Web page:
The Solubility Product

The Solubility Product

Recall from the chapter on solutions that the solubility of a substance can vary from essentially zero (insoluble or sparingly soluble) to infinity (miscible). A solute with finite solubility can yield a saturated solution when it is added to a solvent in an amount exceeding its solubility, resulting in a heterogeneous mixture of the saturated solution and the excess, undissolved solute. For example, a saturated solution of silver chloride is one in which the equilibrium shown below has been established. $$AgCl(s)\; \overset{dissolution}{\underset{precipitation}\rightleftharpoons} \; Ag^+ (aq) + Cl^- (aq) $$

In this solution, an excess of solid AgCl dissolves and dissociates to produce aqueous Ag+ and Cl ions at the same rate that these aqueous ions combine and precipitate to form solid AgCl, following the reaction above. Because silver chloride is a sparingly soluble salt, the equilibrium concentration of its dissolved ions in the solution is relatively low.

Silver chloride is a sparingly soluble ionic solid. When it is added to water, it dissolves slightly and produces a mixture consisting of a very dilute solution of Ag+ and Cl ions in equilibrium with undissolved silver chloride.

The equilibrium constant for solubility equilibria such as this one is called the solubility product constant, Ksp. In this case.

$$AgCl(s)⇌Ag^+(aq)+Cl^-(aq)\qquad K_{sp}=[Ag^+(aq)][Cl^-(aq)]$$

Recall that only gases and solutes are represented in equilibrium constant expressions, so the Ksp does not include a term for the undissolved AgCl. A listing of solubility product constants for several sparingly soluble compounds is provided in an Appendix.

A reaction described by the solubility product Ksp will always have the form: $$\textbf{solid} \rightleftharpoons \textbf{aqueous ions}$$

Writing Equations and Solubility Products
Write the dissolution equation and the solubility product expression for each of the following slightly soluble ionic compounds:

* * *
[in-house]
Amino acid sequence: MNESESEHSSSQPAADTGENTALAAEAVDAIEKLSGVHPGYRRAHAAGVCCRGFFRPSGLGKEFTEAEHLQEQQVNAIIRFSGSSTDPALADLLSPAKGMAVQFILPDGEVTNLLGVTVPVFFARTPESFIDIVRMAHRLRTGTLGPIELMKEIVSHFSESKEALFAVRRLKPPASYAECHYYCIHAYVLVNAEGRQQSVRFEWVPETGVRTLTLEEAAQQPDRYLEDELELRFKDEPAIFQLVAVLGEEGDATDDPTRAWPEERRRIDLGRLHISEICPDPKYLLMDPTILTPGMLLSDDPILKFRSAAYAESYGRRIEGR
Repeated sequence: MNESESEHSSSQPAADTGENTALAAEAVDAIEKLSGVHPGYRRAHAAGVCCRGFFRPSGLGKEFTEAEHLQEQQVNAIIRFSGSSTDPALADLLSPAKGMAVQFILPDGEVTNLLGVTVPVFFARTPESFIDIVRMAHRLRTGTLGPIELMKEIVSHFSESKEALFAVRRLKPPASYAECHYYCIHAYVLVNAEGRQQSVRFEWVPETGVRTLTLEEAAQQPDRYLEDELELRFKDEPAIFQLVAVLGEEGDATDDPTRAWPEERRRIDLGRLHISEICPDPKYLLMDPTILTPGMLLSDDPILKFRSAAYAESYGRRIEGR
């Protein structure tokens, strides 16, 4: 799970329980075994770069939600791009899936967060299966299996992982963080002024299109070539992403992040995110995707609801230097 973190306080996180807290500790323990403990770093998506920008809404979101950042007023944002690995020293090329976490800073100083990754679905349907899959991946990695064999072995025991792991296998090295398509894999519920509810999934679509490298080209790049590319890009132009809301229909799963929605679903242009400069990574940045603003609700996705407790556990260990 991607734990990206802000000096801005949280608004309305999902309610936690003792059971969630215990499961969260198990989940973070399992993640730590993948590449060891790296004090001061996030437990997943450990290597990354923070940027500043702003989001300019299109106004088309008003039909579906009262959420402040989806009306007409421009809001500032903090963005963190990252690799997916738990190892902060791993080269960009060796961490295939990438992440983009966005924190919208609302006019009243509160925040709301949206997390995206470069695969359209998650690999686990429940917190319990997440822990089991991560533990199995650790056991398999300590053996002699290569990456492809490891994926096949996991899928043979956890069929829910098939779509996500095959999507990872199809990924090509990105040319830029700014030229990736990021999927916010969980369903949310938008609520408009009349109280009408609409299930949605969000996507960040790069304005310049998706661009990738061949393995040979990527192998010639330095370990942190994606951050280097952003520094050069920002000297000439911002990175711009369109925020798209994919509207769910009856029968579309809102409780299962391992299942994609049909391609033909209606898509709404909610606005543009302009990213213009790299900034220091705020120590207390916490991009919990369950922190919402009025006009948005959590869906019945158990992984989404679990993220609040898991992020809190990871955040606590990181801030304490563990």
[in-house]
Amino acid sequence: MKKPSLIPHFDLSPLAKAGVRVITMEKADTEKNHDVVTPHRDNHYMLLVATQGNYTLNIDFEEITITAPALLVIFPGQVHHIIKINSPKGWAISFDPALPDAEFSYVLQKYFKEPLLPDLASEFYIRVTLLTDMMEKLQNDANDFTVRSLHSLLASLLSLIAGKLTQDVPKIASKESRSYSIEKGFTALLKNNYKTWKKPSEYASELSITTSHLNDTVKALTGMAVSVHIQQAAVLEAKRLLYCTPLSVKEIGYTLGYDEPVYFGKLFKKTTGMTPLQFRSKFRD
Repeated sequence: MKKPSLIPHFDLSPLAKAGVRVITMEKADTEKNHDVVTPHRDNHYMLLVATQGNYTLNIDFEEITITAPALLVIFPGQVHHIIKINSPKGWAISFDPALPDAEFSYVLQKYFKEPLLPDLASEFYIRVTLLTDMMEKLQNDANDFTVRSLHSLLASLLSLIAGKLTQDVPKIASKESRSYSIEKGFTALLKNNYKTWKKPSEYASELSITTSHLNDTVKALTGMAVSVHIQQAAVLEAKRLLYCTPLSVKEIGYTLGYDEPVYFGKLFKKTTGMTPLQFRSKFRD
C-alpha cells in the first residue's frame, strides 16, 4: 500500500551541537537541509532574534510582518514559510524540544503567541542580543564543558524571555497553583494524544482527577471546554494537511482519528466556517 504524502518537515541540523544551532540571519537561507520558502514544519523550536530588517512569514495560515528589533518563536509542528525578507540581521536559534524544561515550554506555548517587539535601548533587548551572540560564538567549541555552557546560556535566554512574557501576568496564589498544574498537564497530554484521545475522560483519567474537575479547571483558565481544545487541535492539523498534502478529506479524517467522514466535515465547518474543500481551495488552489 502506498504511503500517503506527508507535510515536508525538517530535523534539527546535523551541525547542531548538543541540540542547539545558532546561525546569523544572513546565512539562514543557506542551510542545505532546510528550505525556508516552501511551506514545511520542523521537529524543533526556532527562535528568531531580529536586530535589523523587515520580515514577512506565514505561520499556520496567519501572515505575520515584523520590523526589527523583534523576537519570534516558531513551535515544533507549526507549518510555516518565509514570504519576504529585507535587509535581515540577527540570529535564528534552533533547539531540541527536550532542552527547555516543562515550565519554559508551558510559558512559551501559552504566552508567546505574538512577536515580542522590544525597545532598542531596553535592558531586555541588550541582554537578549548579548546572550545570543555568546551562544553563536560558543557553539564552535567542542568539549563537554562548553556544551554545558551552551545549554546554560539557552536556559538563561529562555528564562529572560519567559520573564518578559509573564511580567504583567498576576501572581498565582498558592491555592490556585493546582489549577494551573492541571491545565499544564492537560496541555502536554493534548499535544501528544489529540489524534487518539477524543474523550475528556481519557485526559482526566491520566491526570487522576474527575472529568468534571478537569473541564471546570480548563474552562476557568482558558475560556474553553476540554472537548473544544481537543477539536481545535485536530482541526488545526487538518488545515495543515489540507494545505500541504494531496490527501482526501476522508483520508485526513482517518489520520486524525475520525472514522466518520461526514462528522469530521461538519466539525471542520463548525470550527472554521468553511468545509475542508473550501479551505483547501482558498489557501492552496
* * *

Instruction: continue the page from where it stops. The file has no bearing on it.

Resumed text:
(a) AgI, silver iodide, a solid with antiseptic properties

(b) CaCO3, calcium carbonate, the active ingredient in many over-the-counter chewable antacids

(c) Mg(OH)2, magnesium hydroxide, the active ingredient in Milk of Magnesia

(d) Mg(NH4)PO4, magnesium ammonium phosphate, an essentially insoluble substance used in tests for magnesium

(e) Ca5(PO4)3OH, the mineral apatite, a source of phosphate for fertilizers


(a) $AgI(s)⇌Ag^+(aq)+I^-(aq)$ $K_{sp}=[Ag^+][I^-]$

(b) $CaCO_3(s)⇌Ca^{2+}(aq)+CO_3^{2-}(aq)$ $K_{sp}=[Ca^{2+}][CO_3^{2-}]$

(c) $Mg(OH)_2(s)⇌Mg^{2+}(aq)+2OH^-(aq)$ $K_{sp}=[Mg^{2+}][OH^-]^2$

(d) $Mg(NH_4)PO_4(s)⇌Mg^{2+}(aq)+NH_4^+(aq)+PO_4^{3-}(aq)$ $K_{sp}=[Mg^{2+}][NH_4^+][PO_4^{3-}]$

(e) $Ca_5(PO_4)_3OH(s)⇌5Ca^{2+}(aq)+3PO_4^{3-}(aq)+OH^-(aq)$ $K_{sp}=[Ca^{2+}]^5[PO_4^{3-}]^3[OH^-]$


Check Your LearningWrite the dissolution equation and the solubility product for each of the following slightly soluble compounds:

(a) BaSO4

(b) Ag2SO4

(c) Al(OH)3

(d) Pb(OH)Cl


(a) $BaSO_4(s)⇌Ba^{2+}(aq)+SO_4^{2-}(aq)$ $K_{sp}=[Ba^{2+}][SO_4^{2-}]$;

(b) $Ag_2SO_4(s)⇌2Ag^+(aq)+SO_4^{2-}(aq)$ $K_{sp}=[Ag^+]^2[SO_4^{2-}]$;

(c) $Al(OH)_3(s)⇌Al^{3+}(aq)+3OH^-(aq)$ $K_{sp}=[Al^{3+}][OH^-]^3$;

(d) $Pb(OH)Cl(s)⇌Pb^{2+}(aq)+OH^-(aq)+Cl^-(aq)$ $K_{sp}=[Pb^{2+}][OH^-][Cl^-]$